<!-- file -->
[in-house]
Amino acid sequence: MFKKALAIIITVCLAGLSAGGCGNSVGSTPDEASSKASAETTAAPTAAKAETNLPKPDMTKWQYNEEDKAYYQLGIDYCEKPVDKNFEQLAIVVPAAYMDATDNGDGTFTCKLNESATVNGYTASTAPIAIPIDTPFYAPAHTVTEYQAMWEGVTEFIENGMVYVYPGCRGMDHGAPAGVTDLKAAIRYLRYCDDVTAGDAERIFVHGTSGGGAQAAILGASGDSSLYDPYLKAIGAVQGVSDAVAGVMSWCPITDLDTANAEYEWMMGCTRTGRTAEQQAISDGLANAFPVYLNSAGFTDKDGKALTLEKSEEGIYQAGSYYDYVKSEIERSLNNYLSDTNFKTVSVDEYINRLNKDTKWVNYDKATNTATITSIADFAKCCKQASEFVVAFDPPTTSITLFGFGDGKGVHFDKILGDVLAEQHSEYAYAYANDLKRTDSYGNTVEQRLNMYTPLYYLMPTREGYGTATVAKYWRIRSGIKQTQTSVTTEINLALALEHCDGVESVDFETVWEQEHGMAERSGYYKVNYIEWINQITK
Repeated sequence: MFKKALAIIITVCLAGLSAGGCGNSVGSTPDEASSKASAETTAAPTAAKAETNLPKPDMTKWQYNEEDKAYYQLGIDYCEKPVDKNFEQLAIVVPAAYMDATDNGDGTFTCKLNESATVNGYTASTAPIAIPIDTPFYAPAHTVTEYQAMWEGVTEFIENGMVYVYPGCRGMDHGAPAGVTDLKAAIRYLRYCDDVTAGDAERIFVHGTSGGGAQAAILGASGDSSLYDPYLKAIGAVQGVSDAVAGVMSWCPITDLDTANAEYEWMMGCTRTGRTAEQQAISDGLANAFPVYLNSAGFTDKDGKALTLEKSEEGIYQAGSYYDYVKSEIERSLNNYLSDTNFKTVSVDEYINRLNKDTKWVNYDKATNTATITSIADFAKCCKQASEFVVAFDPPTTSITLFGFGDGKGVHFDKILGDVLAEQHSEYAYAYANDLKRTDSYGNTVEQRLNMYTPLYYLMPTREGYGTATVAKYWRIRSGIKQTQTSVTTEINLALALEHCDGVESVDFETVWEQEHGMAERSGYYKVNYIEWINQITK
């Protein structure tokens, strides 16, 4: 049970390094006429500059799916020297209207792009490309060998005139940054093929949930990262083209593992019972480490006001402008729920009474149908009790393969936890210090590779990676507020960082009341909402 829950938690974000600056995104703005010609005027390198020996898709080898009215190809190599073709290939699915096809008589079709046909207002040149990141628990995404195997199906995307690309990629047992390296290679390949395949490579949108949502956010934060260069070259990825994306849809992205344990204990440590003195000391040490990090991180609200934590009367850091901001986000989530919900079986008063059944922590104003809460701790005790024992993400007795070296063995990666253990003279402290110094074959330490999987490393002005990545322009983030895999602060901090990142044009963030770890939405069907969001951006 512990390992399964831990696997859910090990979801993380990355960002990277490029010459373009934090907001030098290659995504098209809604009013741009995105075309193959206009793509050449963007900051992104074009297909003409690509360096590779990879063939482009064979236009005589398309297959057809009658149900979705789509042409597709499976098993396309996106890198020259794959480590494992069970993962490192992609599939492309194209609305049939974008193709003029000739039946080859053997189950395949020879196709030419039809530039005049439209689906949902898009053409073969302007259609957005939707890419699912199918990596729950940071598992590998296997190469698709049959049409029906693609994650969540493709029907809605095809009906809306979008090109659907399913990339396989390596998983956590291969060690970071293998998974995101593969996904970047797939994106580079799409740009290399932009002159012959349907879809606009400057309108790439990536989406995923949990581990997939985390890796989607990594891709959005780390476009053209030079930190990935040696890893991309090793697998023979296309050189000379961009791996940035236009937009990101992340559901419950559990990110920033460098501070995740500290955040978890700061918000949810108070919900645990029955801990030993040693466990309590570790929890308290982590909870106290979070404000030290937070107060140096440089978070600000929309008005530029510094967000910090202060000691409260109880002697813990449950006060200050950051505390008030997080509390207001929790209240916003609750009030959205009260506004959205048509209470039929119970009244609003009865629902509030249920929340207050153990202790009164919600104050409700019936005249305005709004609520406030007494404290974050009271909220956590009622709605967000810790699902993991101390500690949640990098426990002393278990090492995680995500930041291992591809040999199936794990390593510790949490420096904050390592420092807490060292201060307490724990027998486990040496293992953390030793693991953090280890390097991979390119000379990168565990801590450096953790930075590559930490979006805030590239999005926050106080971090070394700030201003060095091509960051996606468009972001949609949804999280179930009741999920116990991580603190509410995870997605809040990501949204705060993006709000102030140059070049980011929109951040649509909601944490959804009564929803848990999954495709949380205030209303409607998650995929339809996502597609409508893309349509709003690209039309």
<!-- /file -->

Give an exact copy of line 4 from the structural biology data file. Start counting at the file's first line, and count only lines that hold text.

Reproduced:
């Protein structure tokens, strides 16, 4: 049970390094006429500059799916020297209207792009490309060998005139940054093929949930990262083209593992019972480490006001402008729920009474149908009790393969936890210090590779990676507020960082009341909402 829950938690974000600056995104703005010609005027390198020996898709080898009215190809190599073709290939699915096809008589079709046909207002040149990141628990995404195997199906995307690309990629047992390296290679390949395949490579949108949502956010934060260069070259990825994306849809992205344990204990440590003195000391040490990090991180609200934590009367850091901001986000989530919900079986008063059944922590104003809460701790005790024992993400007795070296063995990666253990003279402290110094074959330490999987490393002005990545322009983030895999602060901090990142044009963030770890939405069907969001951006 512990390992399964831990696997859910090990979801993380990355960002990277490029010459373009934090907001030098290659995504098209809604009013741009995105075309193959206009793509050449963007900051992104074009297909003409690509360096590779990879063939482009064979236009005589398309297959057809009658149900979705789509042409597709499976098993396309996106890198020259794959480590494992069970993962490192992609599939492309194209609305049939974008193709003029000739039946080859053997189950395949020879196709030419039809530039005049439209689906949902898009053409073969302007259609957005939707890419699912199918990596729950940071598992590998296997190469698709049959049409029906693609994650969540493709029907809605095809009906809306979008090109659907399913990339396989390596998983956590291969060690970071293998998974995101593969996904970047797939994106580079799409740009290399932009002159012959349907879809606009400057309108790439990536989406995923949990581990997939985390890796989607990594891709959005780390476009053209030079930190990935040696890893991309090793697998023979296309050189000379961009791996940035236009937009990101992340559901419950559990990110920033460098501070995740500290955040978890700061918000949810108070919900645990029955801990030993040693466990309590570790929890308290982590909870106290979070404000030290937070107060140096440089978070600000929309008005530029510094967000910090202060000691409260109880002697813990449950006060200050950051505390008030997080509390207001929790209240916003609750009030959205009260506004959205048509209470039929119970009244609003009865629902509030249920929340207050153990202790009164919600104050409700019936005249305005709004609520406030007494404290974050009271909220956590009622709605967000810790699902993991101390500690949640990098426990002393278990090492995680995500930041291992591809040999199936794990390593510790949490420096904050390592420092807490060292201060307490724990027998486990040496293992953390030793693991953090280890390097991979390119000379990168565990801590450096953790930075590559930490979006805030590239999005926050106080971090070394700030201003060095091509960051996606468009972001949609949804999280179930009741999920116990991580603190509410995870997605809040990501949204705060993006709000102030140059070049980011929109951040649509909601944490959804009564929803848990999954495709949380205030209303409607998650995929339809996502597609409508893309349509709003690209039309």